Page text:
We’ve all bought something in the spur of the moment only to tuck it away in the back of our closet never to be worn or seen again. I am guilty of several of these impulse purchases. In fact, my closet currently has summer dresses I bought in 2020 during the beginning of a global pandemic for a summer that never happened!
Let’s face it, the pandemic has made us a little more impulsive than before. We are online more, which makes it easier for advertisers to target us, and can easily over do our shopping. Now more than ever, we must become extra mindful of our expenses to avoid becoming pandemic shopaholics.
If you’ve been feeling like impulse purchases and online shopping have been ruining your budget, below are 6 key questions to ask before your next purchase. But first, let’s discuss how impulse shopping habits skyrocketed during this past year.
Pre-Pandemic Unplanned Spending Was Still High
Pre pandemic, Americans were spending about $155 each month on impulse purchases. During the pandemic with nowhere to go and to cope with the added stress, many of us turned to online shopping.
Consumers spent $861.12 billion online with U.S. retailers in 2020, up 44.0% from $598.02 billion in 2019, consistent with the newest Digital Commerce 360 analysis. Online spending represented 21.3% of total retail sales last year, compared with 15.8% the year prior.
We can agree that shopping is very therapeutic, but does that make us shopaholics? Of course not. What are some of the obvious behaviors to look out for?
Here Are a Few Symptoms of Impulse Shopping:
- Being preoccupied with shopping
- Often buying things that are unnecessary and never get used
- Difficulty resisting the impulse to buy something
- Feelings of euphoria after shopping or buying things
- Financial problems caused by excessive shopping
- Guilt or remorse after a shopping spree Impulsive purchases that always involve spending far more than usual
- Shame, embarrassment, and efforts to hide shopping behavior
- Shopping in response to emotional problems like loneliness or sadness
- Spending an excellent deal of your time shopping and buying
Having identified the behavior of shopaholics, what can we do to curve this behavior? Before you swipe that card or press that purchase button, it is important to ascertain that you need it and that it fits in with your long-term financial goals. Before you buy something take a step back and determine whether you really should buy it. Here are 6 key questions to ask yourself.
1. Can I Really Afford It?
I am a big supporter of budgeting. Budgeting allows me to create a saving and spending plan that reflects my goals. So before I make a purchase, especially a nonessential item, I ask myself these questions, can I afford it, or does this fit into my budget. If it’s not within my budget, and if I haven’t planned for it, buying it’s going to throw my whole budget off. In most cases, if it isn’t in my budget, I don’t really need to buy it.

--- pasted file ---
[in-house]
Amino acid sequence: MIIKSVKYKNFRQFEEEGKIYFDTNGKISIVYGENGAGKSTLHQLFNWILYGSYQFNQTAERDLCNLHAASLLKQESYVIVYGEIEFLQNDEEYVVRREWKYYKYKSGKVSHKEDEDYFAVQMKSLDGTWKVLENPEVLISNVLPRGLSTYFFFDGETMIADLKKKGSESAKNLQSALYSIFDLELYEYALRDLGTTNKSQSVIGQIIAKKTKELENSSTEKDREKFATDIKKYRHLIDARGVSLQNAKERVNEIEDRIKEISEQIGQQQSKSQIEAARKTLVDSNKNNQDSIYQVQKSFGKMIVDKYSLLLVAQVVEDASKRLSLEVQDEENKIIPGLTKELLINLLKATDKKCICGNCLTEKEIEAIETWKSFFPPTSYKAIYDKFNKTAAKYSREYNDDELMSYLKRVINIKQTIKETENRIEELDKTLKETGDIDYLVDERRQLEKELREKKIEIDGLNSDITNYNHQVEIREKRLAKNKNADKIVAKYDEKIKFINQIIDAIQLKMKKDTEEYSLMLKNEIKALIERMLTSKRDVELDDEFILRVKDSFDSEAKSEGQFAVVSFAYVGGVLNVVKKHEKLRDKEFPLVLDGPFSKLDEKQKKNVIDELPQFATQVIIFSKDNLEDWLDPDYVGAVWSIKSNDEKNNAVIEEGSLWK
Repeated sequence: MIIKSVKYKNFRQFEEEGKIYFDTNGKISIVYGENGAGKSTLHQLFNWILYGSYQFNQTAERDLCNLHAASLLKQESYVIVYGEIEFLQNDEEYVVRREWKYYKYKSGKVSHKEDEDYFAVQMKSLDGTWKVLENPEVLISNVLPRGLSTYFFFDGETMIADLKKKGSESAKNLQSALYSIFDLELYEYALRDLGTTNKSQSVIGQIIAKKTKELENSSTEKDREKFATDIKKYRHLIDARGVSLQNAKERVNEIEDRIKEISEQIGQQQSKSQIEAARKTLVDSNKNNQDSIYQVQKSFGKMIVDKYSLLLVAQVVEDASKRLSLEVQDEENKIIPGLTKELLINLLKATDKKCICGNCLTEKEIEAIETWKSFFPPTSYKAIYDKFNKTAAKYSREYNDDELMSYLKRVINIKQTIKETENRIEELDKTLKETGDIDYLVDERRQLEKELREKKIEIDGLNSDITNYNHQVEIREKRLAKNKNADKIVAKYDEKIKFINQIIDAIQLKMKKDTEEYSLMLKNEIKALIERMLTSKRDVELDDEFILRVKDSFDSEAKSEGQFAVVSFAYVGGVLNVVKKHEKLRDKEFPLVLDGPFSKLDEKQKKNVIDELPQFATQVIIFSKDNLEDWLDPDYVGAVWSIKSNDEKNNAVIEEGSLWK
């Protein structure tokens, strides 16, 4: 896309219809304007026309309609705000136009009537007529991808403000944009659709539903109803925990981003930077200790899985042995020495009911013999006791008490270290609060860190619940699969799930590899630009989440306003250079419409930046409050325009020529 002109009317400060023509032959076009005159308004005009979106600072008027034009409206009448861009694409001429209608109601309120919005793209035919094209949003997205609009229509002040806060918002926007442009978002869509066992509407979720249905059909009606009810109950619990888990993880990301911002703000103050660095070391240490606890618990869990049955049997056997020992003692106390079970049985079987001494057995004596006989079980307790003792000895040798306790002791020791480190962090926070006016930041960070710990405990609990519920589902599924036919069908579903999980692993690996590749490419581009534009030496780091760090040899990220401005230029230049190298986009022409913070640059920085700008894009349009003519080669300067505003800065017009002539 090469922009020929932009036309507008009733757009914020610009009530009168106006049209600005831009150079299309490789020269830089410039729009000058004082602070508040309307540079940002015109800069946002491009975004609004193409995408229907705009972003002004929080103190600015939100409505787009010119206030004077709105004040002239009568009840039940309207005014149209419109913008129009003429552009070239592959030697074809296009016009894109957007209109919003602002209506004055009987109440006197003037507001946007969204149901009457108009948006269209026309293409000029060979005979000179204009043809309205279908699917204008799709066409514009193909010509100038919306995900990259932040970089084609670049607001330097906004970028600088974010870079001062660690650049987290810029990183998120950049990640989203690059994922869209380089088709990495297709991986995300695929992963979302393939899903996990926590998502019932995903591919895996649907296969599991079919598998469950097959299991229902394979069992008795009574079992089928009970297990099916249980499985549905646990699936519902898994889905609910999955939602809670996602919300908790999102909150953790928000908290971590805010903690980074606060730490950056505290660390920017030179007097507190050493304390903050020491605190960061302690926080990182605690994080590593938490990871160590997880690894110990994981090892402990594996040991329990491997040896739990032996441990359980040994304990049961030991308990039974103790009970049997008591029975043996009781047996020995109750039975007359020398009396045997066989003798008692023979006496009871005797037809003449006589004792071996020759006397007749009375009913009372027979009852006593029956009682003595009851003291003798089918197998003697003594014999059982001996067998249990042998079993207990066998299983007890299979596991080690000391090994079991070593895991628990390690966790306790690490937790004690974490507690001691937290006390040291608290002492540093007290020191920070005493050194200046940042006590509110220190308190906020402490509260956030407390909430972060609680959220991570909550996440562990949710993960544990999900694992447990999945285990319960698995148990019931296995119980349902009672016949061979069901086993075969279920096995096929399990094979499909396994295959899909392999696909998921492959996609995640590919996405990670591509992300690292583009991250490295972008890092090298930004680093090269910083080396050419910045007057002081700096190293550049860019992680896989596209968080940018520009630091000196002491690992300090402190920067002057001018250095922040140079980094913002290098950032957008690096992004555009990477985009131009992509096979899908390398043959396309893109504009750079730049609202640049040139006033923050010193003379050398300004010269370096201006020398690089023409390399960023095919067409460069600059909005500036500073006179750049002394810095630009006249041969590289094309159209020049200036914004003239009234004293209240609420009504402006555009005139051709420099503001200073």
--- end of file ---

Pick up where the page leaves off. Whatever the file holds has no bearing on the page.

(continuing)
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2. What are My Plans for The Purchase?
Really think about what it will do in your life. Will this purchase push your goals forward? Will it improve the overall quality of life? This forces me to realistically plan for the item before I purchase it. Imagine being this financially savvy 3 years ago, I would have certainly passed on the purchase of a camcorder I have yet to use.
3. Will I Use it Often Enough?
Don’t buy something you will unlikely to use more than once or twice, it doesn’t often make sense to complete the purchase. There are other ways you can get what you need for a one-time use. It makes sense to borrow it.
4. Can I Borrow It?
If the item is something you won’t use much, and something that you don’t particularly care to own, it might be worth it to borrow it. If you’ll borrow something, it doesn’t add up to shop for it — especially if you’ll borrow it for free of charge or for a low cost. If you aren’t sure whether you will like a book, check it out of the library first. Instead of purchasing power tools you will hardly use, borrow them from your neighbors or family. You can check your local thrift store such as Goodwill stores for clothes and household items, you will find great items at great prices.
5. Am I Getting The Best Deal?
A good deal goes a far way and shopping for deals is key. Use, `cashback apps, look for discounts, promotional codes, or coupons of some sort before making a purchase. Some of my favorite sites for coupons, cashback, and overall online deals are: Capital One shopping, Slickdeals, RetailMeNot, Groupon, Rakuten.
6. Is it Truly a Need Right Now?
Whenever possible, delay and expense for at least 48hrs. If you can delay an expense, you’d be surprised how often you no longer want the item after a little time has passed. I would even go a step further and create a buy list. I recently did this for a few home upgrade “want” items. After 2 weeks had passed, I only purchased 2 items from that list.
Summary: Wean Yourself Off Impulse Purchases
Take the time to reconsider before you buy something. You just might find that you don’t need to buy it after all. Becoming more aware of your purchases and managing your impulse shopping habits has many benefits. Not only will you spend less time on desires fueled by temporary emotions, but you will also be left with less clutter around your house. But most importantly, you’ll be one step closer to achieving your final financial goals since that money you would have spent could be saved or put toward a more meaningful purchase
Do you shop online frequently or make quite a few impulse purchases? How do you tame your spending habits?